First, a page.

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Thursday, October 3
Many drivers on the move
By Ray Dunlap
There are some big changes ahead for the NASCAR Craftsman Truck Series next year.
When examining the drivers, rules, schedule and TV network, much is about to change for the 2003 season.
ESPN will not be the exclusive home for the Trucks next season. The 2001 and '02 seasons were covered completely by the ESPN networks, and ESPN has been a part of the circuit since its inception in 1995, broadcasting from Tucson, Ariz., in April of that year. The network will have covered 150 of the series 192 events at the conclusion of this season in Homestead, Fla.
Speed Channel will be the new home for Truck racing fans. While it is true that ESPN2 reaches nearly 30 million more homes than Speed, NASCAR is banking on the fact that cross-promotion with Winston Cup and Busch events will increase viewership. Having all the races shown live will be a benefit, but honestly, the biggest problem with this series is an inconsistent schedule.
People do not know when the events are on TV. The September schedule had the trucks at Richmond, Va., on Thursday night, the next week was Texas on Friday evening (but on tape delay), then the following week was South Boston, Va., on Saturday afternoon against college football. My neighbor asked if he could borrow my tapes of those races because he missed all three.
The 2003 schedule is not completed yet because the network is changing. There have been many logistics to consider when scheduling the third tier on the NASCAR pecking order. There will be more races run in conjunction with Winston Cup events. I am still undecided if that is a good thing or not. It costs the teams a lot more money to run those weekends, due to hotel price gouging.
For sure, there will be two races run at Martinsville, Va., no event at Pikes Peak, Colo., a new venue at Charlotte, and a return to Bakersfield, Calif., on March 23. The series will run at Gateway near St. Louis, but on a new date, July 19. The Trucks and Busch Series swap dates at that venue. A return to Bristol, Tenn., will be a great addition, if completed. The New Hampshire event will change from July to September.
It appears that the only real variable is Chicagoland Speedway. I would much rather see the series run at Irwindale, Calif., Hickory, N.C., or Lakeland, Fla., than another 1½-mile tri-oval. But keep in mind, Sears' headquarters is located in Chicago.
The driver roster may be a bit different next year, too. It's highly unlikely that the Petty's No. 43 Dodge will return. Kyle Petty told me the Truck program does not help his organization improve the Winston Cup cars. Current driver Carlos Contreras hopes to compete in the Busch Series with the Hispanic Racing Team.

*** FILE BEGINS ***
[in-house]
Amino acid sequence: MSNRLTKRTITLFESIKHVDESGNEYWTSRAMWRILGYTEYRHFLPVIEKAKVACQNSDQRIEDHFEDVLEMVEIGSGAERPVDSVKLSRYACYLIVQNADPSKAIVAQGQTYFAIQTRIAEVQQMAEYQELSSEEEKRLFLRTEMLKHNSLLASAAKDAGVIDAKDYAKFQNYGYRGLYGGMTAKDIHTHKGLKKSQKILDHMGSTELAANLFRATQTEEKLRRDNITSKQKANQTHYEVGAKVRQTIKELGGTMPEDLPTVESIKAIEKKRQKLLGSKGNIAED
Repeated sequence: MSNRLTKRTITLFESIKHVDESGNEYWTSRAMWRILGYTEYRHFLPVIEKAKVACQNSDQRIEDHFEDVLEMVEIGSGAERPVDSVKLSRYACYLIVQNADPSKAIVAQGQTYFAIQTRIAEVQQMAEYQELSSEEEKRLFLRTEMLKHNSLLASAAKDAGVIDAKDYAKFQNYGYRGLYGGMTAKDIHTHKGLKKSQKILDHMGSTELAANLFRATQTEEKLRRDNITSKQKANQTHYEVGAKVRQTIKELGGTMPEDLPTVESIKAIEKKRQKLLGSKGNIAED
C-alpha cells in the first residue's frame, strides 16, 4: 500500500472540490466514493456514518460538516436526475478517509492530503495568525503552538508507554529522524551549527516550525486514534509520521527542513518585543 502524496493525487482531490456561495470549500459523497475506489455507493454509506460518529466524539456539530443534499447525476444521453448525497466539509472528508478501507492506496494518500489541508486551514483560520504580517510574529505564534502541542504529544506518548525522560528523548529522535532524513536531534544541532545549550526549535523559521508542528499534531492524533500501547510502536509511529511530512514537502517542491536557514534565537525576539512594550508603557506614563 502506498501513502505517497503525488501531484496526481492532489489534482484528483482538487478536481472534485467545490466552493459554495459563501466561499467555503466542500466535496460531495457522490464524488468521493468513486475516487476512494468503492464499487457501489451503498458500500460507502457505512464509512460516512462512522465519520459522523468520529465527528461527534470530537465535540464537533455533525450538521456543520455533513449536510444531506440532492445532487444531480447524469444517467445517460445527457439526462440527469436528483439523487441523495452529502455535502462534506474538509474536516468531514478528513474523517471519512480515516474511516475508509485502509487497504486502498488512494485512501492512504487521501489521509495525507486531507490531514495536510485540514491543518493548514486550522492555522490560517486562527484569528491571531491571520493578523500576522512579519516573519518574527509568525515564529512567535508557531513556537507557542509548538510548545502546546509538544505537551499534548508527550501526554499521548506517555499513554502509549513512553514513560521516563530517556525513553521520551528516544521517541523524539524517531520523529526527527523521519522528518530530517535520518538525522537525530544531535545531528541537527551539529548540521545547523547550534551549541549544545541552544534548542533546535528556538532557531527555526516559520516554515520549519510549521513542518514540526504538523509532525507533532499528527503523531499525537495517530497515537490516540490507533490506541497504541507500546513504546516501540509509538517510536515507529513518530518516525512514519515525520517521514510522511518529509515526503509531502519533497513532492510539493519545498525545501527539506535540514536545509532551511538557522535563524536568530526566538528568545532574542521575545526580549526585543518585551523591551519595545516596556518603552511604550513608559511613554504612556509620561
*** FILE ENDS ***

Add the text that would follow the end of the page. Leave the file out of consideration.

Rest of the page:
Coy Gibbs will not return as he tries to transition to the Busch ranks. It's possible that Joe Gibbs Racing will field three Busch teams in '03. Addington Racing's No. 60 team is in a last-minute scramble for sponsorship, leaving Travis Kvapil wondering how long he can wait out the search.
Dodge will pull its "Run with the Ram" program, which supports non-factory teams. This will leave a number of lower-tier teams undecided about the future. Brendan Gaughan will return for a run at the championship. His sponsor, NAPA Auto Parts, has not yet signed for '03, but his second big win in Texas sure has to help convince them that a title is possible next year.
Ultra Motorsports has changed plans about every day for the last month, but the big picture for 2003 has both Ted Musgrave and Jason Leffler back in the Nos. 1 and 2 trucks. With a couple of new Busch cars on order, look for Leffler to cherry pick that series, while Musgrave continues to chase his first Winston Cup victory with a four- or five-race schedule similar to this year's -- Brickyard, Darlington, S.C., Phoenix and Homestead, Fla.
There are handful of possible drivers for Bobby Hamilton's No. 4 team. Ryan Hemphill will take the wheel for a few races to close out this season. Carl Edwards, Justin Labonte and other up-and-coming young talent are being considered. Don't rule out Hamilton himself as a full time competitor. So far it appears he has no firm deal for Winston Cup.
Kyle Busch will return to Roush Racing's No. 99 ride immediately after his 18th birthday on May 2. This will have him missing the first four races of 2003. Mark Martin will substitute for the kid in the season's first few shows. If Martin wins the title this year, he will be the first Winston Cup champ to race a Truck since Terry Labonte won at Richmond in 1995.
I have been asking for weeks if Terry Cook will be back in the No. 29 Ford for K Automotive. No answer yet. The rumors all season have had the No. 16 Chevy team closing down after the season, but I have a feeling that both Mike Bliss and Cook will return. After all, one of them could be the champion and the other will want to come back to prove that he should have been.Send this story to a friend | Most sent stories